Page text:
It was super hard to watch that game, and I was pretty upset that we played a stacked team with a final score of 9 to 0 after sitting in on the AYSO introduction meeting where they insisted that they would try to balance teams and they would work to keep scores within a 4-point differential.

Next up, my youngest daughter. Her game was like watching a bunch of excited puppies chase a chew-toy. It was adorable. All of these girls are 5 and 6 year-olds, and ALL of them were just excited to be on the field. There was little to no organization, and and I think they tied 2 to 2, but nobody even cared… kids or parents. Several times throughout the day, she said “Daddy! I’m so excited to play soccer!” That was enough to make me feel good about all the money we spent for registration and soccer shoes.

My two middle sons were up next, but they played at the same time on different fields so Beth and I had to split up. I went with my middle son, and he played well. His team won 5 to 0, and his coach purposely asked him to play defense the rest of the game after he scored two goals in the first quarter. That made me feel a lot better. Finally the win that I wanted! I was fresh off of my oldest daughter’s loss, so I was a proud of him for telling one of the kids on the other team “good job” that played very well (This wasn’t spontaneous, but I appreciated it even though it took some subtle prompting on my part).

Beth told me that our youngest son played well on his team, but the rest of his team didn’t. They subsequently got their tails handed to them.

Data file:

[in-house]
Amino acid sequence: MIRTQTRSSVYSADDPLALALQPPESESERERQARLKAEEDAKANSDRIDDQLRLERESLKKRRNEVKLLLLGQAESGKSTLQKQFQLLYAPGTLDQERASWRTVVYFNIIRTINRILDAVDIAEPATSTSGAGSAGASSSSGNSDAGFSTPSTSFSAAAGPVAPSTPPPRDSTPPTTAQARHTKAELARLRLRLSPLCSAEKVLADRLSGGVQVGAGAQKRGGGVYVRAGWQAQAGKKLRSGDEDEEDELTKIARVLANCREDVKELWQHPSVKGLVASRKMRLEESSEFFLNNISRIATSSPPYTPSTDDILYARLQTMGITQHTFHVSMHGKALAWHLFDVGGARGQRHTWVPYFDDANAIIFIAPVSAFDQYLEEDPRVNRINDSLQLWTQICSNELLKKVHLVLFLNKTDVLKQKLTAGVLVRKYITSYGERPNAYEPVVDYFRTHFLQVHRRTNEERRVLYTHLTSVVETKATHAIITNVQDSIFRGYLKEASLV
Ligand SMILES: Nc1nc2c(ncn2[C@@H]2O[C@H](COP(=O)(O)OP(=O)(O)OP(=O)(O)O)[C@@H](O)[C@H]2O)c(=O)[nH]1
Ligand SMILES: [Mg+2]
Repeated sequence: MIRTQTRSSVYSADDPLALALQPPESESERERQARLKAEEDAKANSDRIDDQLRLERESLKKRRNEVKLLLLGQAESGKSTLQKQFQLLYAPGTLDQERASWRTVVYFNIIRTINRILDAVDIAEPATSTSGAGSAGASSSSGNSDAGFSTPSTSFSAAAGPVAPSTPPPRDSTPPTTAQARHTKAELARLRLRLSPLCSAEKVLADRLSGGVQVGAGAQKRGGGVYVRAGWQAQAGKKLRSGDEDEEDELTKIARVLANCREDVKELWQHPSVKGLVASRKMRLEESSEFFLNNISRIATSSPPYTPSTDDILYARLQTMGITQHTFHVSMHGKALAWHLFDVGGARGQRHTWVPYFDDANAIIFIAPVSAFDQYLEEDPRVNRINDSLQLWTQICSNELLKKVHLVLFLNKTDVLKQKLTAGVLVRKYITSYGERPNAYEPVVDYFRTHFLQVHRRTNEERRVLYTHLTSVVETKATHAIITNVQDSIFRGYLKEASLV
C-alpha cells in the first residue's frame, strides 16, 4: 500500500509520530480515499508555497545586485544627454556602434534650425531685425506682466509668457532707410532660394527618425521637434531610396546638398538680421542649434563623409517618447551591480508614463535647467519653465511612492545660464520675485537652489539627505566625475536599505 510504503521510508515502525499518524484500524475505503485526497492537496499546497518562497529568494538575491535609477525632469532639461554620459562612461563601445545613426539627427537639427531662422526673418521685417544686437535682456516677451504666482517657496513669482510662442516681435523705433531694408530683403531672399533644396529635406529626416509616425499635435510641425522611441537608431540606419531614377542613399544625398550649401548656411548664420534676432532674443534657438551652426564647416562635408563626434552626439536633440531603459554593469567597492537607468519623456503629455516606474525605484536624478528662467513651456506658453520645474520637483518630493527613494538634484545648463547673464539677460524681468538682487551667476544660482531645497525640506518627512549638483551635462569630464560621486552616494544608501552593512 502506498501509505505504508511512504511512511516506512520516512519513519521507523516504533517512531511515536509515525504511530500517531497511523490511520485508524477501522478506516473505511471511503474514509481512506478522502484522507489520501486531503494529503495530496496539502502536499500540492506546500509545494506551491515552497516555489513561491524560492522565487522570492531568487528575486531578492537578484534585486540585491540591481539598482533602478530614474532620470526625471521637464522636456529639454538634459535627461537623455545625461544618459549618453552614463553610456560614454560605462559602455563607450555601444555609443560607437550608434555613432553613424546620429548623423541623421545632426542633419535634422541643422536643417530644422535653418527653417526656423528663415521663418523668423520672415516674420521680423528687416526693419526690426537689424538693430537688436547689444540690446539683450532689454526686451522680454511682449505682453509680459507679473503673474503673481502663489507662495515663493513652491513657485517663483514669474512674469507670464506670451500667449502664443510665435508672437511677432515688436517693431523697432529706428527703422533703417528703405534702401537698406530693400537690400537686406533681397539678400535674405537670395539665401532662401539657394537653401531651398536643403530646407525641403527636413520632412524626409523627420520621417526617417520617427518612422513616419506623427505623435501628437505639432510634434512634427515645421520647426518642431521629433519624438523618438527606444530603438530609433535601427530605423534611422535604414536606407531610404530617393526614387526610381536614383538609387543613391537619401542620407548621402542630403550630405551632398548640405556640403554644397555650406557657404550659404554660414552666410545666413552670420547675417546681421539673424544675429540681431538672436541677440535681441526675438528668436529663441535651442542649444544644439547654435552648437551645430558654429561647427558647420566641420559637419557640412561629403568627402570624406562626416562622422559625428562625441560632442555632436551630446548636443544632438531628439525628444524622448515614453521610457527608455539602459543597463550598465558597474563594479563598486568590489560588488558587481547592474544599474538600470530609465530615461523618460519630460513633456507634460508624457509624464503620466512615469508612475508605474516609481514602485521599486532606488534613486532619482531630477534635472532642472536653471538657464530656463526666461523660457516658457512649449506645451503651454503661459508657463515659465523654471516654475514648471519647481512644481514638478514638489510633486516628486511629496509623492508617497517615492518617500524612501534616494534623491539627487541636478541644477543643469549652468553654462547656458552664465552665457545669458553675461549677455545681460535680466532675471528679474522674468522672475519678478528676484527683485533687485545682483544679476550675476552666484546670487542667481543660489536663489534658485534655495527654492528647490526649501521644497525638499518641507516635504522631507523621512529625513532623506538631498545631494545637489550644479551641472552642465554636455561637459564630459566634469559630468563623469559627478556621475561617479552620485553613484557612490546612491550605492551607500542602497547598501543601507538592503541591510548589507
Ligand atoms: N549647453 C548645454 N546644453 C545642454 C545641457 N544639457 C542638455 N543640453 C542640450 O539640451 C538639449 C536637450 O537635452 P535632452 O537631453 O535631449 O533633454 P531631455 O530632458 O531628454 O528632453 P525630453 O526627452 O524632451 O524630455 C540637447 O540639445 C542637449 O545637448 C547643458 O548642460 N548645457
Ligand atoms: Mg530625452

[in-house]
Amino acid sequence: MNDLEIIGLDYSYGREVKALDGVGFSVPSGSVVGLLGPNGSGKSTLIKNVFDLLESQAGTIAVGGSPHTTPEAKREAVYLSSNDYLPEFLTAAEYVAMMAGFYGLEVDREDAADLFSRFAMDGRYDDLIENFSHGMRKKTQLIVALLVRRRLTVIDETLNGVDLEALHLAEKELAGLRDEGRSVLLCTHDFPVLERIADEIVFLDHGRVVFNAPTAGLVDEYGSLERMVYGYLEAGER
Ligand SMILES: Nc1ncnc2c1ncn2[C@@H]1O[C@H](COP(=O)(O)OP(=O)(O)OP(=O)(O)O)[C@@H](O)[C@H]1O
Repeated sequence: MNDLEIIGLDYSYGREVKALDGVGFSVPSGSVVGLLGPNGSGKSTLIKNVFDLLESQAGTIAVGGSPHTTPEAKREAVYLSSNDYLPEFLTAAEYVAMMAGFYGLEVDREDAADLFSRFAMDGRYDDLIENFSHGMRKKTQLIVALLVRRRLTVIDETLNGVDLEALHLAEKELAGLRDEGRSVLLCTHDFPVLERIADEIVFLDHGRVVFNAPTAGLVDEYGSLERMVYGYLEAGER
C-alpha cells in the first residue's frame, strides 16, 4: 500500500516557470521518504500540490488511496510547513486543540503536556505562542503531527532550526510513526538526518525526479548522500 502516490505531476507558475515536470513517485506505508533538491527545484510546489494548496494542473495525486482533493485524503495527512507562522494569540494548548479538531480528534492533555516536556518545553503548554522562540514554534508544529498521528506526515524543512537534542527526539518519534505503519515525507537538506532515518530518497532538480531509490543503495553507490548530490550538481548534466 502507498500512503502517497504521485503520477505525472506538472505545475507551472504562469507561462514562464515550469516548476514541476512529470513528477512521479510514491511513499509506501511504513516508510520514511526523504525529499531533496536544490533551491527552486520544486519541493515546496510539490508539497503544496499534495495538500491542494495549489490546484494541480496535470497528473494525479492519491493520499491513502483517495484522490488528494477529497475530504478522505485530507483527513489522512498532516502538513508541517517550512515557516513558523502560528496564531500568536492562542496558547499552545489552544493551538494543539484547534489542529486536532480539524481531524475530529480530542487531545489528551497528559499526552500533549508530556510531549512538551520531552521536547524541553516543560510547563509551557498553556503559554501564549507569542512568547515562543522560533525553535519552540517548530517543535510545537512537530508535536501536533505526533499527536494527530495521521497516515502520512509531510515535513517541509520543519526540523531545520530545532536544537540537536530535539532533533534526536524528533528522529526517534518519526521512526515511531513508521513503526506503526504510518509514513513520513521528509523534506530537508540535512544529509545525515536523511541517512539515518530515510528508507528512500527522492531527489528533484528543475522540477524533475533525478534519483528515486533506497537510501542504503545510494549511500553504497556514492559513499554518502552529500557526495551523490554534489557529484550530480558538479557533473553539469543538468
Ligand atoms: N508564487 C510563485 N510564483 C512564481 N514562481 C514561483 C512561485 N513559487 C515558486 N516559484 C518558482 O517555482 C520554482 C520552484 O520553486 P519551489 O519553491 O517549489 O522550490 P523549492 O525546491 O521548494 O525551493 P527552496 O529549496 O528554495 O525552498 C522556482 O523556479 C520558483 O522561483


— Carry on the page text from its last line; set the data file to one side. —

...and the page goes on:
So that was the day. A win, a draw, and two losses. We went home, and I proceeded to work in the garage as I had planned all week. When I did this, the kids came out to enjoy the beautiful day we were having and started playing in the driveway and the trampoline (or “Jumpoline” as my youngest daughter calls it – We are not correcting her because we find this term equally adorable).

As I worked, the more I thought about that first game with my oldest daughter. She is arguably my best player. She’s fast, she works hard, and she’s a team player. I don’t expect her to beat everybody, but I hated how terrible that game panned out. The little naughty Tyler was sitting on my shoulder saying stuff in my ear the whole time:

“I can work with her a little extra through the week, and make sure she understands the rules.”

“I’m sure I can go to the soccer field with just her and run some extra drills so she’s that much better.”

“I need to tell her coach that she doesn’t need to play goalie anymore. We could do a lot better if she was on offense.”

“The other team had players that were already specializing in specific positions. Maybe that’s what our team should do.”

“The other coach was such a jerk to capitalize on my daughter’s inexperience.”

“Is there a way that she could get on a better team like that who’s clearly been playing together for several seasons?”

“She’s finally to the age where things are more competitive, and if I don’t start lobbying for her, she’s not going to get those advantages. I need to sign her up for camps and drill her every night.”

With all of these nasty thoughts brewing in my head, I found my oldest girl, and sat with her for a few minutes to debrief the game.

Me – “So, how did you feel about the first game of the season?”